The remote’s build quality isn’t up to the same standards as the player. It’s light, plasticky and drab – not one you’ll want to leave out on the coffee table. But more importantly, it’s easy to use thanks to the clear labelling and intuitive button layout, which puts the menu and playback controls under the thumb and clusters the less important keys together at the top.
Onkyo takes a keep-it-simple approach with its onscreen displays. The central Home menu is a basic but effective interface, with four icons floating on a black background. It’s a little sluggish to respond but not intolerable. It provides access to Disc, USB, Home Network and Settings – the Settings menu uses straightforward lists, with the different areas down the left and options on the right. It helpfully provides a brief description of each option at the bottom of the screen.
The deck’s videophile intentions are underlined by a range of image tweaks in the setup menu. Select ‘Picture Control’ and you’re offered five memory presets, allowing you to store different parameters for each one. The adjustments are: contrast, brightness, sharpness, gamma correction, colour, individual red, green and blue levels, hue, noise reduction, MPEG noise reduction, Edge Enhancer, Qdeo True Color and Progressive mode (Auto/Video). We recommend laying off the Edge Enhancer for Blu-ray discs, as it introduces a hard double outline effect to objects.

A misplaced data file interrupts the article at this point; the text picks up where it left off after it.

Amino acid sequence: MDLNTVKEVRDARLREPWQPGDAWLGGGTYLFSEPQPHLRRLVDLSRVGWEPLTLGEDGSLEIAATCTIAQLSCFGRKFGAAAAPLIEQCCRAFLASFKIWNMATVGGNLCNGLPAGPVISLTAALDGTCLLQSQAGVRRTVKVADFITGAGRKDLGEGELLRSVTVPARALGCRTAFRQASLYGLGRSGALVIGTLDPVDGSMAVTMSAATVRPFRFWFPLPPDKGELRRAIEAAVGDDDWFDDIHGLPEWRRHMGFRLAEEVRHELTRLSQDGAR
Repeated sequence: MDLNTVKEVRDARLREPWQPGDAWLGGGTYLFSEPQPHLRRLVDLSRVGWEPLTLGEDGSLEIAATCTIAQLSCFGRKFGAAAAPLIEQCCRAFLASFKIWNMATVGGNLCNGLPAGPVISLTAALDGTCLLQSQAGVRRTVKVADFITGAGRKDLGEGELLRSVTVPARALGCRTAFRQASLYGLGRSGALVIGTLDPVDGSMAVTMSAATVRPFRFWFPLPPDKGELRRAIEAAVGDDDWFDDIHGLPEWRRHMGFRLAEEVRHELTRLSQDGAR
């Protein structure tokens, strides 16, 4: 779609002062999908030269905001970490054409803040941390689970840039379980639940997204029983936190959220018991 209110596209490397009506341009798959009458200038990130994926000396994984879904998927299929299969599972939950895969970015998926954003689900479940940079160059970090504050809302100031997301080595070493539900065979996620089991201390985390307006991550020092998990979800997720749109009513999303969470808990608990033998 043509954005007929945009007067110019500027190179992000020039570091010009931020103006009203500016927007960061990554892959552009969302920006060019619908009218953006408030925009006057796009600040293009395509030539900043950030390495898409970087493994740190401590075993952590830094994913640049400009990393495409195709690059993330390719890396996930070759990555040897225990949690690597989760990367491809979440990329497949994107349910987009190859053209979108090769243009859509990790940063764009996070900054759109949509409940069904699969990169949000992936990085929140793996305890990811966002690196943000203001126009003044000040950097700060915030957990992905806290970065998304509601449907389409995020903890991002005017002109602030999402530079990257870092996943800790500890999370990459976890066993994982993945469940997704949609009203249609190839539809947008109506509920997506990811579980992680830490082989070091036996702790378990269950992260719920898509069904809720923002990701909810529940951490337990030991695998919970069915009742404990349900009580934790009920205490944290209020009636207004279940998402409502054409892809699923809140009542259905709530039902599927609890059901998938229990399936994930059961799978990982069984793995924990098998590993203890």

Network streaming was temperamental during our test. There was a short delay before the BD-SP809 saw our Windows 7 PC on the network but once it popped up in the list we were able to play music reliably. But then we used another function, came back and the deck refused to find the server again. Still, in use the menus are easy to follow, and searching long lists of files is made a little easier by the colour coded page up/down shortcuts.
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